Recent Developments in China, the US and Europe
Edited by Michael Faure and Xinzhu Zhang
Chapter 12: Monopoly Agreements and Abuse of Dominance: Some Remarks About the Substantive Rules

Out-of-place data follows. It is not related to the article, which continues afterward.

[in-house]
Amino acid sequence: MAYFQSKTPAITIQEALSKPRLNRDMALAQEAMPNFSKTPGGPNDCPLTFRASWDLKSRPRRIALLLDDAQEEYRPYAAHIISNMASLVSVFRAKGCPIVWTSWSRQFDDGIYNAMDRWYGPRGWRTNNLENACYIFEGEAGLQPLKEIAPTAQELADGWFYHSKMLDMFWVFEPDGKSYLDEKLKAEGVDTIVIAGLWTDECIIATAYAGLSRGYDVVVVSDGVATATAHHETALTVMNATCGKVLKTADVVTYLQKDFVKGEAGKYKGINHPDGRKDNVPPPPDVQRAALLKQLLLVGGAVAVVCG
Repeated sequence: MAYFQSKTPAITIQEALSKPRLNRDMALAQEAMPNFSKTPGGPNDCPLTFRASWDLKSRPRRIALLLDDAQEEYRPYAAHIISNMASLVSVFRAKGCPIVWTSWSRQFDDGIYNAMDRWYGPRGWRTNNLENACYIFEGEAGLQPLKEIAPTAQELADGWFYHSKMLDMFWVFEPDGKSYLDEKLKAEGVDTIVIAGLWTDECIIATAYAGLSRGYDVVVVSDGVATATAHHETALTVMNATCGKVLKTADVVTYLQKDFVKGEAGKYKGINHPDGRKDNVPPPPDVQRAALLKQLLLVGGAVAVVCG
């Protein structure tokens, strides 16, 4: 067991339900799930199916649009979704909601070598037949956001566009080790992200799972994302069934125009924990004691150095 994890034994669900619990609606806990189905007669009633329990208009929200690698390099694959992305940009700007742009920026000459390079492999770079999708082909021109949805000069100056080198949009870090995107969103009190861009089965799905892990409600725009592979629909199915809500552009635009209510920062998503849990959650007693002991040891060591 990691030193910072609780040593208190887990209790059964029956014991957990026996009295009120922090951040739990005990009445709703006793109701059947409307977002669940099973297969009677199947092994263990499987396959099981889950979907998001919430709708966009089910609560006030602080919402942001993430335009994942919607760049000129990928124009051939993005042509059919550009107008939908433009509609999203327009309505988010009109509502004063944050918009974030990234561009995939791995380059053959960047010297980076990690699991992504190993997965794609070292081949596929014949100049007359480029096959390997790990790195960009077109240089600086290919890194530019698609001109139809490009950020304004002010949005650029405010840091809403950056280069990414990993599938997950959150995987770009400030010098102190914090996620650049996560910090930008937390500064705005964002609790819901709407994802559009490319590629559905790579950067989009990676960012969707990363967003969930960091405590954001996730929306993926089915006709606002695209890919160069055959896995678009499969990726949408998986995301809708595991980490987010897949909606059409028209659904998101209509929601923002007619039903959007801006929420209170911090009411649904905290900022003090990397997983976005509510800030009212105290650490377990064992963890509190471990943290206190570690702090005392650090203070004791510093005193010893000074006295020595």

Roberto Pardolesi 12.1 LAW STILL ON THE BOOKS The Chinese Anti-Monopoly Law (AML), especially the portion concerning the substantive rules devoted to restrictive agreements and abuse of dominant position, is the fruit of a long and thoughtful process of elaboration of experiences that evolved elsewhere. Needless to say, any reasonable evaluation of this discipline will have to wait for consistent enforcement, which might drastically influence the impact of the law. As of now, the choices of the Chinese legislator can be taken as a valuable benchmark for assessing the penetration of the two pivotal antitrust models – those of the US and the EU – and, even more, of the basic philosophies underlying them. The following notes will collect a few remarks about AML as it stands, and the tentative integrations contained in the draft regulations proposed by the authorities in charge of their enforcement. 12.2 MONOPOLY AGREEMENTS: AN OVERVIEW OF STATUTORY PROVISIONS Monopoly agreements between competing undertakings (one of the three categories of monopolistic behaviour contemplated by Article 3 AML) are governed by Articles 13 through 16 of the AML. At this level, the concept of monopolistic agreement among business operators is left largely undefined. The only specification in the last paragraph of the statutory provision explains that the label ‘monopolistic agreement’ may refer also to decisions (which should plausibly evoke deliberations of trade associations)1 and concerted actions aiming to restrict or eliminate competition. Borrowing from the style of the EU 281 M2607 - FAURE TEXT.indd 281 20/05/2011 16:18...
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